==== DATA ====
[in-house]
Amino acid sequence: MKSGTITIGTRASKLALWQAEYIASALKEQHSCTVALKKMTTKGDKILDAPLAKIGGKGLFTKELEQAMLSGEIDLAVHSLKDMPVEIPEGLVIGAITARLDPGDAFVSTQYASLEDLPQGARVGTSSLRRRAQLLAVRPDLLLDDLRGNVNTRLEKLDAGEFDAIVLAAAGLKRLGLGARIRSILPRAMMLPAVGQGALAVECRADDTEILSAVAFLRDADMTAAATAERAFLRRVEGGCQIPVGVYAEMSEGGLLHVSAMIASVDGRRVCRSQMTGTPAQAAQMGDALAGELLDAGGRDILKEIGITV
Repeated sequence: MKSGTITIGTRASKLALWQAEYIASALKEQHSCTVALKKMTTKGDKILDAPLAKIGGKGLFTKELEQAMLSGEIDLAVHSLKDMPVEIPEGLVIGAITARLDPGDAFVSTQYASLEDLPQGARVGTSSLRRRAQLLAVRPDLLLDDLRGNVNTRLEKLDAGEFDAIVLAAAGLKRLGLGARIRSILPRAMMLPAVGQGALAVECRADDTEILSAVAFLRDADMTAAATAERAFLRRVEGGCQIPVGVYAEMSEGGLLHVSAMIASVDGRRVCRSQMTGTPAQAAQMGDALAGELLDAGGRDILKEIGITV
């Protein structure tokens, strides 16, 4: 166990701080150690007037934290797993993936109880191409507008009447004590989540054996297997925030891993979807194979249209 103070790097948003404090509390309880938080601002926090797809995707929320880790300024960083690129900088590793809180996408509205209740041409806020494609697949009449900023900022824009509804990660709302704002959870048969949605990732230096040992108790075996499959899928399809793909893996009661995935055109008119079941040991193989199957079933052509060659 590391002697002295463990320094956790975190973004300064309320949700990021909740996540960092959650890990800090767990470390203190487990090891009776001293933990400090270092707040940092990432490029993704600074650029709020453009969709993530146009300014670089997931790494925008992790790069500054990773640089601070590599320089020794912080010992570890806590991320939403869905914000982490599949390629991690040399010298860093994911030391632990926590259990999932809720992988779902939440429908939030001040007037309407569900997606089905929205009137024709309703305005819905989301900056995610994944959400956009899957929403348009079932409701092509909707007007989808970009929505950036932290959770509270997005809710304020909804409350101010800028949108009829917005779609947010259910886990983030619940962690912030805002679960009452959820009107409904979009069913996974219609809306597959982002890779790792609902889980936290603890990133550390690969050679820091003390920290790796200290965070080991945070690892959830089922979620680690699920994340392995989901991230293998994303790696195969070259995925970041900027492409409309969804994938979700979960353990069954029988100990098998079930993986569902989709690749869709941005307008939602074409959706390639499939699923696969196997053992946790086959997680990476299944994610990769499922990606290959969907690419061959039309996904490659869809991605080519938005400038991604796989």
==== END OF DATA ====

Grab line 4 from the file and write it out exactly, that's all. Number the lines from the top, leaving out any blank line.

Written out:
């Protein structure tokens, strides 16, 4: 166990701080150690007037934290797993993936109880191409507008009447004590989540054996297997925030891993979807194979249209 103070790097948003404090509390309880938080601002926090797809995707929320880790300024960083690129900088590793809180996408509205209740041409806020494609697949009449900023900022824009509804990660709302704002959870048969949605990732230096040992108790075996499959899928399809793909893996009661995935055109008119079941040991193989199957079933052509060659 590391002697002295463990320094956790975190973004300064309320949700990021909740996540960092959650890990800090767990470390203190487990090891009776001293933990400090270092707040940092990432490029993704600074650029709020453009969709993530146009300014670089997931790494925008992790790069500054990773640089601070590599320089020794912080010992570890806590991320939403869905914000982490599949390629991690040399010298860093994911030391632990926590259990999932809720992988779902939440429908939030001040007037309407569900997606089905929205009137024709309703305005819905989301900056995610994944959400956009899957929403348009079932409701092509909707007007989808970009929505950036932290959770509270997005809710304020909804409350101010800028949108009829917005779609947010259910886990983030619940962690912030805002679960009452959820009107409904979009069913996974219609809306597959982002890779790792609902889980936290603890990133550390690969050679820091003390920290790796200290965070080991945070690892959830089922979620680690699920994340392995989901991230293998994303790696195969070259995925970041900027492409409309969804994938979700979960353990069954029988100990098998079930993986569902989709690749869709941005307008939602074409959706390639499939699923696969196997053992946790086959997680990476299944994610990769499922990606290959969907690419061959039309996904490659869809991605080519938005400038991604796989």